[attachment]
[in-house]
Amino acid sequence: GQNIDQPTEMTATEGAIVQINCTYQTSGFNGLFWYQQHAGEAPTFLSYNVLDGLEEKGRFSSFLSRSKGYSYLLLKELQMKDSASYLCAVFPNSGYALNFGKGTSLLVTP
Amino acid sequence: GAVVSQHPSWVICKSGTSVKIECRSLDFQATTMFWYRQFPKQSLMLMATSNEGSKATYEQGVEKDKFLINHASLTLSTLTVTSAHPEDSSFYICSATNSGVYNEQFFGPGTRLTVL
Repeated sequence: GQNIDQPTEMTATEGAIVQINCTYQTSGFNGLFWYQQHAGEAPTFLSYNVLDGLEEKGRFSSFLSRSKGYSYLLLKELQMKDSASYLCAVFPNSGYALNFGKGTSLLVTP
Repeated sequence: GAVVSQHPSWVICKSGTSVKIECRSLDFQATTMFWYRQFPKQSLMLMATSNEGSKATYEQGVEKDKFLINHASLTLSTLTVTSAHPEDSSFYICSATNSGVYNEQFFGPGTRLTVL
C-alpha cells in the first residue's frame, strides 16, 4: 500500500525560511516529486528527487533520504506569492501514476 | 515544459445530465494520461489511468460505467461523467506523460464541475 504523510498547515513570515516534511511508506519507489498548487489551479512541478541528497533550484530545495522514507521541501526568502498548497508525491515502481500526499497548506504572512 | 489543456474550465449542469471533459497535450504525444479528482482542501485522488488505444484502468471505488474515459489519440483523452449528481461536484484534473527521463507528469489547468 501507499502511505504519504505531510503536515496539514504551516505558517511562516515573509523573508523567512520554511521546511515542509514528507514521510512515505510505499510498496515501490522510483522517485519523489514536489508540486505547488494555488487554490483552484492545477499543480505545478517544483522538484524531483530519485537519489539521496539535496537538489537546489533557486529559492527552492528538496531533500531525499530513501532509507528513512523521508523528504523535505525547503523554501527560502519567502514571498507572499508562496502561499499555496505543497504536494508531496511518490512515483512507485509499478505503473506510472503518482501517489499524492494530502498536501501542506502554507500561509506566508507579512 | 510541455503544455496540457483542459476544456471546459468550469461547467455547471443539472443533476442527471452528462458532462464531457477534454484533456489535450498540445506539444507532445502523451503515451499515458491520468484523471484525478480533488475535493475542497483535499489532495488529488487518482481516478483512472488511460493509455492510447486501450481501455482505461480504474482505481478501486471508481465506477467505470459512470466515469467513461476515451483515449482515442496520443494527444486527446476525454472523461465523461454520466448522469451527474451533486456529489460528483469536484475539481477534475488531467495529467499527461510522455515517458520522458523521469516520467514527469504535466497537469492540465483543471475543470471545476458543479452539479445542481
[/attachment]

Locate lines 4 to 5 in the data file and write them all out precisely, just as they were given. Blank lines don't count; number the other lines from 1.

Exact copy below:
Repeated sequence: GQNIDQPTEMTATEGAIVQINCTYQTSGFNGLFWYQQHAGEAPTFLSYNVLDGLEEKGRFSSFLSRSKGYSYLLLKELQMKDSASYLCAVFPNSGYALNFGKGTSLLVTP
Repeated sequence: GAVVSQHPSWVICKSGTSVKIECRSLDFQATTMFWYRQFPKQSLMLMATSNEGSKATYEQGVEKDKFLINHASLTLSTLTVTSAHPEDSSFYICSATNSGVYNEQFFGPGTRLTVL